Home Tour: 'A little bit of heaven' five minutes from downtown Cincinnati

With gardens that evoke the palaces of Europe

PARK HILLS, Ky. -- Potential and a beautiful natural setting drew Dr. Sigmund Sugarman to his Park Hills home.

That was 30 years ago. Today, the home's potential has been realized, and the natural setting has been made more beautiful thanks to all of the hard work Sugarman has put into the 9.5-acre property over the years.

The home also had history.

Dewitt Collins Lee, a Covington attorney, bought the land in 1922. He not only built his own home there, but he also became one of the earliest developers of Park Hills. Charles Cellarius, who also designed buildings that include the Jessie Preston Draper Memorial Classroom Building on the campus of Berea College, was the home's architect.

Sugarman, a retired urologist, said the slate roof that's still on the home today was imported from Europe.

Subsequent owners made changes that covered up other original features. When Sugarman bought the home in 1988, his first order of business was a renovation aimed at restoring the original Tudor character: Removing drop ceilings to reveal beams in the living room; pulling out shag carpet and linoleum to uncover hardwood floors; stripping paint from the woodwork and returning it to its original dark stain.

In the intervening years, he has filled his home with pieces he collected from all over the world. Many are antique or classical in style: There are classical sculptures, oil paintings and antique furniture, and old books fill the little library room and shelves throughout the house.

African masks and Asian art, for which Sugarman developed an affinity in college, are also on display.

Collecting has just always been a hobby for Sugarman, who moved to Cincinnati from his native Massachusetts to attend the University of Cincinnati College of Medicine in 1964. (Other than the four years he spent in the Air Force, he has been here ever since.)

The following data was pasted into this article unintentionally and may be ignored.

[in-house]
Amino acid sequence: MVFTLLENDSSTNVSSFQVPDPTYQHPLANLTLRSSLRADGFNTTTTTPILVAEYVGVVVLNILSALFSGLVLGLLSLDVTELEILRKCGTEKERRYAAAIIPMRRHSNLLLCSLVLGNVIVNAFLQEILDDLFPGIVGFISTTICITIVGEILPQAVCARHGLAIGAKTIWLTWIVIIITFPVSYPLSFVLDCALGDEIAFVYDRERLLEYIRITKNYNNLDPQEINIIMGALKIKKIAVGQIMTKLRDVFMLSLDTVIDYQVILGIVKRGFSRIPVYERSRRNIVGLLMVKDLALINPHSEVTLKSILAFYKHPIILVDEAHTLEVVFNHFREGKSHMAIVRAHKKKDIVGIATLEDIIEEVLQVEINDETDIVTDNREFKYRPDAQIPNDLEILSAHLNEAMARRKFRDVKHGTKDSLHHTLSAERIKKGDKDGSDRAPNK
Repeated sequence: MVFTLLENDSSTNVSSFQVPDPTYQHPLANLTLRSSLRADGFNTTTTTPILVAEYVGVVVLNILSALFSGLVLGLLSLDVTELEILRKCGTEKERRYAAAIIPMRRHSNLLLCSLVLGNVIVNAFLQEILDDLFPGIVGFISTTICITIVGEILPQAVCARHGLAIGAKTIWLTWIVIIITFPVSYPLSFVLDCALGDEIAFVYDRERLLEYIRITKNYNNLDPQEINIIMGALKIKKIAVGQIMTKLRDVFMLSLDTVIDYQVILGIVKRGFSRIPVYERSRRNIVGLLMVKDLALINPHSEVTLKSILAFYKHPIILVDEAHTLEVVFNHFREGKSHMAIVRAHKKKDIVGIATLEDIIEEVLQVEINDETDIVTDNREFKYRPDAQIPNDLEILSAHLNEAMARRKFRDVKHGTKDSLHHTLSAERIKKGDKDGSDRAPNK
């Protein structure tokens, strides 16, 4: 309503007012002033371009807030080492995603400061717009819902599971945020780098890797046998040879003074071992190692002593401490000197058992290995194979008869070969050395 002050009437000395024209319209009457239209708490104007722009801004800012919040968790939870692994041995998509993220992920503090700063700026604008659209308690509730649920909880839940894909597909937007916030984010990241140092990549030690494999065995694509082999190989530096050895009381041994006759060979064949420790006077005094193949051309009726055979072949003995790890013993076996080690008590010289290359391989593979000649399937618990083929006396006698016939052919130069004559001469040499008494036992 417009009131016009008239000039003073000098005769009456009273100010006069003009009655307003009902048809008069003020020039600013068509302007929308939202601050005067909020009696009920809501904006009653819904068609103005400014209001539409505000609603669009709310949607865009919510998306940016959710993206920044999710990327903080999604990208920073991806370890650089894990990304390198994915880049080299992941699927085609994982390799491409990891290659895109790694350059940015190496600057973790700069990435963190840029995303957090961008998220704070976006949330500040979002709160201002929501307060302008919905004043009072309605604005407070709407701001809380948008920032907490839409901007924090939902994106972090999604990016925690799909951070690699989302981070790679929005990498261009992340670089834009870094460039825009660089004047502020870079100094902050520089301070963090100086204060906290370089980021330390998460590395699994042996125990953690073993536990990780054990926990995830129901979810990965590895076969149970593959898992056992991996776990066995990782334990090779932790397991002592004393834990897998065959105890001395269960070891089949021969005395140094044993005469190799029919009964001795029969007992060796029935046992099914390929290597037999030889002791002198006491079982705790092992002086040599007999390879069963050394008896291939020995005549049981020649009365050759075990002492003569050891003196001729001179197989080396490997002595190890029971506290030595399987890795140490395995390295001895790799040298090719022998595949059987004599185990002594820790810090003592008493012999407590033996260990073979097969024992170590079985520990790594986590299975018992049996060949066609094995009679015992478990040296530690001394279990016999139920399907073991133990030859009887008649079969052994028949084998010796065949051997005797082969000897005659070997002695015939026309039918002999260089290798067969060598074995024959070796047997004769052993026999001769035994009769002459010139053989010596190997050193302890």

"I was a collector as a kid, of baseball cards and that sort of thing," he said.

Gardening is another pastime, which Sugarman said he developed "out of necessity." When he bought the house, woods full of honeysuckle and poison ivy came right up to the driveway, and the front yard wasn't much of a yard.

"The only thing that was here was dead crabgrass," he said.

Today, that former patch of dead crabgrass is filled with colorful flower gardens set off with lush green grass. Sugarman said he was inspired by European gardens, including the Medici Gardens in Italy and Versailles in France, to create individual gardens with grass pathways around them throughout the yard.

Crossing the breezy side porch, where statues and potted evergreens create a Tuscan feel, leads to where the woods once met the driveway. Thanks to Sugarman's continued work throughout the years, stone pathways now lead through sculpture-dotted gardens down the hillside, alongside remaining woods.

Some of the sculptures have their own stories. Sugarman bought two statues while traveling in Greece and had them shipped home. A column was once part of U.S. Custom House and Post Office, built in Downtown Cincinnati in 1874 and later torn down, Sugarman said.

While adding gardens, Sugarman has also added land, buying four acres to supplement the five-and-a-half upon which the home sat when he purchased it.

He hasn't created the outdoor space with any specific vision. He's just done what has suited him over the years.

Today, it's clear that the property suits him well.

"It's a little bit of heaven five minutes from downtown Cincinnati," Sugarman said.

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